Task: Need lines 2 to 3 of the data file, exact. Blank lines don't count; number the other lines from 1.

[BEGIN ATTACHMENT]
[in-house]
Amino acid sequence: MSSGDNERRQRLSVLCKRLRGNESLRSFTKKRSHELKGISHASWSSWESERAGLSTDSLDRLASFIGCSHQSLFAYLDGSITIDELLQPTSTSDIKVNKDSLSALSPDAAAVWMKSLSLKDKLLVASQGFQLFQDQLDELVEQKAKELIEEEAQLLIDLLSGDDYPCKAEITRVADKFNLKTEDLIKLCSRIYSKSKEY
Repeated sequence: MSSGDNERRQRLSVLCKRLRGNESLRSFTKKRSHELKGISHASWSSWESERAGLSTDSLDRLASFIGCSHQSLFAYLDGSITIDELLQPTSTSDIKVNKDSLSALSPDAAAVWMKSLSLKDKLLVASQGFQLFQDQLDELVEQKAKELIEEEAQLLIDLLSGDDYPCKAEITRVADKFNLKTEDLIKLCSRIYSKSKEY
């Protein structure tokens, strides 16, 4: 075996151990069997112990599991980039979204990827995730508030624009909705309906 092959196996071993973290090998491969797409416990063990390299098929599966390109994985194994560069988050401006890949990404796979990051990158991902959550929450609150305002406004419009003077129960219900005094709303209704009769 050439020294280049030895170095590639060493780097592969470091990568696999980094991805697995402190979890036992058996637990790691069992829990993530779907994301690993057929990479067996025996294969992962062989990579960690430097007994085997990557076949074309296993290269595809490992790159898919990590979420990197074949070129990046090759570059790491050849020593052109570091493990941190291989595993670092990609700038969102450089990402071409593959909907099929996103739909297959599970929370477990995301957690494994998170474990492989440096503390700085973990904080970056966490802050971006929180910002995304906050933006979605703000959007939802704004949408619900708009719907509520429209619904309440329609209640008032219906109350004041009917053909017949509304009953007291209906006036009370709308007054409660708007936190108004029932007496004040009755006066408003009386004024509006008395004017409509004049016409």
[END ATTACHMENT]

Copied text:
Amino acid sequence: MSSGDNERRQRLSVLCKRLRGNESLRSFTKKRSHELKGISHASWSSWESERAGLSTDSLDRLASFIGCSHQSLFAYLDGSITIDELLQPTSTSDIKVNKDSLSALSPDAAAVWMKSLSLKDKLLVASQGFQLFQDQLDELVEQKAKELIEEEAQLLIDLLSGDDYPCKAEITRVADKFNLKTEDLIKLCSRIYSKSKEY
Repeated sequence: MSSGDNERRQRLSVLCKRLRGNESLRSFTKKRSHELKGISHASWSSWESERAGLSTDSLDRLASFIGCSHQSLFAYLDGSITIDELLQPTSTSDIKVNKDSLSALSPDAAAVWMKSLSLKDKLLVASQGFQLFQDQLDELVEQKAKELIEEEAQLLIDLLSGDDYPCKAEITRVADKFNLKTEDLIKLCSRIYSKSKEY